1 John 2: A Warning About the World

We have a choice in that we can believe in the world or believe in what God’s Word states. In the book of 1 John, the prevalent thoughts of the day were rooted in false teaching. John was clear in his communication that he wanted the followers of Jesus to stop loving the world. This love, that he is referring to, is not the type of love that Christ represents, but, instead, a self-centered type of love. To love the world is a love that centers on pleasing one self. Believers are to be the salt and the light of the earth, and anyone who loves the world cannot be salt and light. God had never intended for people to get caught up in the world’s affairs. He wants His people to focus on the things of God rather than the things of the world.

How much focus do we give on the things of God rather than the things of the world? We need to recognize that the world is quite visible to us, but the things of God are much less evident. “So we do not focus on what is seen, but on what is unseen; for what is seen is temporary, but what is unseen is eternal” (2 Corinthians 4:18). Even in what we do see, the things of the world are not eternal, yet God has an eternal reason and purpose for us. Satan will readily interrupt our ability to focus on the things of God and cause us difficulty and conflict. Each day, believers in Christ face an adversary that wants nothing more than to hurt you spiritually and keep you separated from God (Luke 22:31; Acts 5:3; 2 Corinthians 4:4).

John declares that it is the craving of sinful man, the fleshly desires, that facilitates Satan’s efforts to carry out making the world more attractive to believers.

Do not love the world or the things that belong to the world–the lust of the flesh, the lust of the eyes, and the pride in one’s lifestyle–is not from the Father, but is from the world. And the world with its lust is passing away, but the one who does God’s will remains forever” (1 John 2:15-17).

  • The lust of the flesh (all the sinful sensual pleasures)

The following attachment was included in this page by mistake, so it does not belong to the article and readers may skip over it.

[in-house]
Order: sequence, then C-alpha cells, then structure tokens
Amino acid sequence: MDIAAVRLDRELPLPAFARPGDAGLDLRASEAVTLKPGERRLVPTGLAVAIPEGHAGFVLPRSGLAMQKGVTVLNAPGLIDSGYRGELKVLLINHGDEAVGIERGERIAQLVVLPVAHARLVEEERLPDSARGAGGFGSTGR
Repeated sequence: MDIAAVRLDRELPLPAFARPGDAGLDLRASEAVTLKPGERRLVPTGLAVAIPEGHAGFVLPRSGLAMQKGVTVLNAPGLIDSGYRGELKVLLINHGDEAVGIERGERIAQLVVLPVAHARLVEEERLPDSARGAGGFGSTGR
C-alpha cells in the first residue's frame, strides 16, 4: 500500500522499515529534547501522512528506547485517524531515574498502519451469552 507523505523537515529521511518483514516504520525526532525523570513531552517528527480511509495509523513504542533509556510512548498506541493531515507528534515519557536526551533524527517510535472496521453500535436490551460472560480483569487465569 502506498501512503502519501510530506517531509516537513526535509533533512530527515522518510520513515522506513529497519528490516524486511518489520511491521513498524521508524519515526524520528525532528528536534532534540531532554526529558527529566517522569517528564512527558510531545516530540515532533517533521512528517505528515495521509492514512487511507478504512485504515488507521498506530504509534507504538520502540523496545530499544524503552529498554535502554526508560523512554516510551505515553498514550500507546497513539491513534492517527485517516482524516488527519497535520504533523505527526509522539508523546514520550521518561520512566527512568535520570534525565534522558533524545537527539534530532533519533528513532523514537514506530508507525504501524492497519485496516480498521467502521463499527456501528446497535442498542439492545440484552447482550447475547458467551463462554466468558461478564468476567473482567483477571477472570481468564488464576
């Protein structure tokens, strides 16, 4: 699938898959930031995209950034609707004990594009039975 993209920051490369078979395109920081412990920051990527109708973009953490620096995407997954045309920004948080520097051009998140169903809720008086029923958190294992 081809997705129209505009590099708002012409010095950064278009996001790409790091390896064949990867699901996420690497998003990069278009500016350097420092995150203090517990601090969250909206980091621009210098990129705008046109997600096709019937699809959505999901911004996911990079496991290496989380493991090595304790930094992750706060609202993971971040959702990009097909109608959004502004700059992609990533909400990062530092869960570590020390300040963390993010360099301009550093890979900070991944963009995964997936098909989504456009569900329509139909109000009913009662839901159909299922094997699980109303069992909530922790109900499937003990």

• The lust of the eyes (what we see we want to have)
  • Boasting and the pride of life (position, titles, wealth, and personal accomplishments)

The world attempts to lure believers away from Christ. It brings confusion and disarray in the life of a believer (1 Corinthians 14:33, 40; Isaiah 5:20; Romans 12:2). There are instances where some have brought the world’s ways into the church while not conforming to the ways of God. We are often being trained to the ways of the world, and often without even realizing it.

John Wanamaker, a famous merchant who opened the first department store in Philadelphia, Pennsylvania in 1875, is widely considered to be the father of modern advertising. He believed in advertising as an effective method of creating a way for people to purchase more items than what they needed more often than the items they wanted. in this concept, the goal was no longer to manufacture products but to manufacture “desire” for the products. Advertising, today, remains a big business. Advertising is never concerned with the ability to pay (you can buy many large ticket items with bad credit or hardly any credit) or the harm a product could do to you (cigarettes or the abuse of alcohol), but only the ability to want (lust after something). The New York Times reported that each person is exposed to 3,500 desire-induced advertisements each day, promising that even greater satisfaction is just one more purchase away. The marketing efforts of most companies do not appeal to rationality–their efforts are geared to promoting instant gratification. The intent is not for adults to think about their purchases, but spend their money to satisfy their immediate desires.

Knowing this, we must overcome the flesh and control its desires. It is the desires of the world that keep the focus away from service for the Lord. The flesh…the eyes…pride…your status–do they really satisfy your life? No! “Adulteresses! Do you not know that friendship with the world is hostility toward God? So whoever wants to be the world’s friend becomes God’s enemy” (James 4:4).

Everything of the world will eventually pass away, yet the God we serve is eternal (1 John 2:17). As God’s children, it is our desire to do His will and serve Him accordingly.

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